This app is used to show the cause of Special Relativity using the famous light clock thought experiment. We have a model containing an Observer and an Emitter with a light clock. The Emitter will emit a photon every 1s of model time. The photon contains the time that it was emitted and the location that it was emitted at.
Each photon will travel back towards the Observer until it is measured and its data is recorded in the output tables. The Observer will record the time that the photon was emitted, the distance it has travelled, the time that it was received and the period of time since the last photon was recorded and the change in period.
The viewpoint used by this application does not represent how we would experience this scenario in reality. It is a God's Eye viewpoint. You can't see light at a distance but that is exactly what this app is showing you. You, the user, are outside of the model and looking at it. In reality, we are inside of the model and must deal with that as best we can.
The Observer does represent how it would be seen by us in reality. Relativity is all about measurement and how those measurements must be interpreted. It must be applied to your data so that you can read it correctly, before you can even look at the contents.
There are 3 models in the scene. The top model, Result Set 1, does not use a velocity on the Emitter so we get a base reading to compare the other models to. The middle model, Result Set 2, gives the Emitter a velocity of 0 and an acceleration of 0.001c. The bottom model, Result Set 3, uses a velocity of 1c.
When an accelerated Emitter reaches c, it will have its acceleration removed. This gives us 3 models to represent the min and max affect and the acceleration in between that will start like the top model but end up like the bottom model.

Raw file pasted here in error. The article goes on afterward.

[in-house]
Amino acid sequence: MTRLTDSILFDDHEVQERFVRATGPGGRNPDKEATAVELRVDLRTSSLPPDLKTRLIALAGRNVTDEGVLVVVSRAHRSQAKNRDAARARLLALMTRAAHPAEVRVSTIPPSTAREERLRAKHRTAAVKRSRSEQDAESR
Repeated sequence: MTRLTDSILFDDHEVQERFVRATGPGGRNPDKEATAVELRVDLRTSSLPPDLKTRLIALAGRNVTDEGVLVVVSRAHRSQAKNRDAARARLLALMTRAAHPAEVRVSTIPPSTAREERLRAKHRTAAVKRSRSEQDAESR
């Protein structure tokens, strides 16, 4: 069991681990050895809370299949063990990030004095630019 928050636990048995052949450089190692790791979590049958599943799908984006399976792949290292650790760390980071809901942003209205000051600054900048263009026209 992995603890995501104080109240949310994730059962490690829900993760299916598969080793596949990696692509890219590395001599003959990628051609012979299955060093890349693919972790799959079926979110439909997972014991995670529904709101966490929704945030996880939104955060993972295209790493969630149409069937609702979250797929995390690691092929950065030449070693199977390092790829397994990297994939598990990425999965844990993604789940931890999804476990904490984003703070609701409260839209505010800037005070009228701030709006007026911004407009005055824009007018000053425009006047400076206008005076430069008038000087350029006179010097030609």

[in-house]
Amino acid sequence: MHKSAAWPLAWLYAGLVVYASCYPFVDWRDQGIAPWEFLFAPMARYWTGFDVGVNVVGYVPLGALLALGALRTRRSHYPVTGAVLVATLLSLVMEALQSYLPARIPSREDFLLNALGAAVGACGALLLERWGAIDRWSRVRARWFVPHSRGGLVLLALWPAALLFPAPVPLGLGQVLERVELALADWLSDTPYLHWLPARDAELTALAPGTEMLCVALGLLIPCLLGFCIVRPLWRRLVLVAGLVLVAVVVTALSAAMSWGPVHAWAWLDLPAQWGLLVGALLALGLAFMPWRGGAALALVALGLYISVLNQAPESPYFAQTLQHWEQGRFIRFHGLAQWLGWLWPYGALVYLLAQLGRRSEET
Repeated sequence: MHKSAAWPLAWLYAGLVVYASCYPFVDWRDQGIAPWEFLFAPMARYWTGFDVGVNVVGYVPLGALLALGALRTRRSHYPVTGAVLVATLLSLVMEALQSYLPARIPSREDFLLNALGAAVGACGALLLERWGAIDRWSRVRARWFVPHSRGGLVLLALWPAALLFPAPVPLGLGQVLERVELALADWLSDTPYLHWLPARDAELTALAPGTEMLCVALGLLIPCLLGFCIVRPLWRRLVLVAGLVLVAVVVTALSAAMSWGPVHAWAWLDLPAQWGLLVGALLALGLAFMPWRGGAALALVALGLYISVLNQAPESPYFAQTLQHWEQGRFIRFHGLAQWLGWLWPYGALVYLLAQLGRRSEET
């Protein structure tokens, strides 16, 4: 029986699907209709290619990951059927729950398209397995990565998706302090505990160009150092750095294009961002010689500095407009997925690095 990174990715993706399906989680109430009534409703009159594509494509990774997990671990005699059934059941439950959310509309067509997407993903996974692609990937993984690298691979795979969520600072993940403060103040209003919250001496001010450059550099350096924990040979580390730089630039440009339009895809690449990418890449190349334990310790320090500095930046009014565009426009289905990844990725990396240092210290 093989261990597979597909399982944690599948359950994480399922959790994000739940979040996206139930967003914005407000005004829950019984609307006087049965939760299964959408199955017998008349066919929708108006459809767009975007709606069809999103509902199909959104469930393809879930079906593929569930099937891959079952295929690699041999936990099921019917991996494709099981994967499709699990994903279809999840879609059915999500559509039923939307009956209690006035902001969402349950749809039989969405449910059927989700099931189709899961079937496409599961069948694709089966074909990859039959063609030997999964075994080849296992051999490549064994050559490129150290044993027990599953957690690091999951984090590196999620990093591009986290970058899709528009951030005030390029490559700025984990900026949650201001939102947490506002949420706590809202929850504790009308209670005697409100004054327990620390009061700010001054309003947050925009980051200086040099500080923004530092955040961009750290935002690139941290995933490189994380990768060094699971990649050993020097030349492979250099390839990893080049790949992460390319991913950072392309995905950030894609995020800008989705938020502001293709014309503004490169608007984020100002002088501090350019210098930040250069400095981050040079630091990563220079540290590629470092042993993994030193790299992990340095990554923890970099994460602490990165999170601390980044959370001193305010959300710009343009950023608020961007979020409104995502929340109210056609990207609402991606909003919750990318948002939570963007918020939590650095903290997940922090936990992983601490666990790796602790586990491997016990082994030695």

You can export the results from each result set by clicking on the results and pressing ctrl+c (PC) or cmd+c (Mac). The data is exported in CSV format so it can easily be imported into any spreadsheet application or text editor.
A universal clock is used for all entities in a model. More than that, all models use the same clock. This clock is the driver of the model, causing each frame to progress to the next. Every entity sees 1 second as 1 second and all entities see the 10th second as the 10th second.
Observers use the clock to record observations. Emitters use the clock to determine when to emit a Photon. Observers, Emitters and Photons also use the clock to determine their motions.
Each model has its own coordinate system as far as the 3D graphics system is concerned. A model can be positioned anywhere in the scene. However, this does not extend into the model. All entities in a given model use the same coordinate system. You can also consider all entities in all models to be using the same coordinate system, otherwise, we could not compare them.
The models used in this app only require the definitions of velocity and acceleration to be implemented. We are not using Relativity but showing the need for it, so we don't need any complicated math.
The data generated from the models can be used to determine the transforms of Special Relativity. With a bit of thought, probably some confusion, and a little persistence, you can find them yourself.
The top model provides a good starting exercise, since it does not involve a velocity. If you can find the equation that tells you the time a Photon was emitted, given the time it was observed and the distance it has travelled, you will find it much easier to see what the next transform will look like.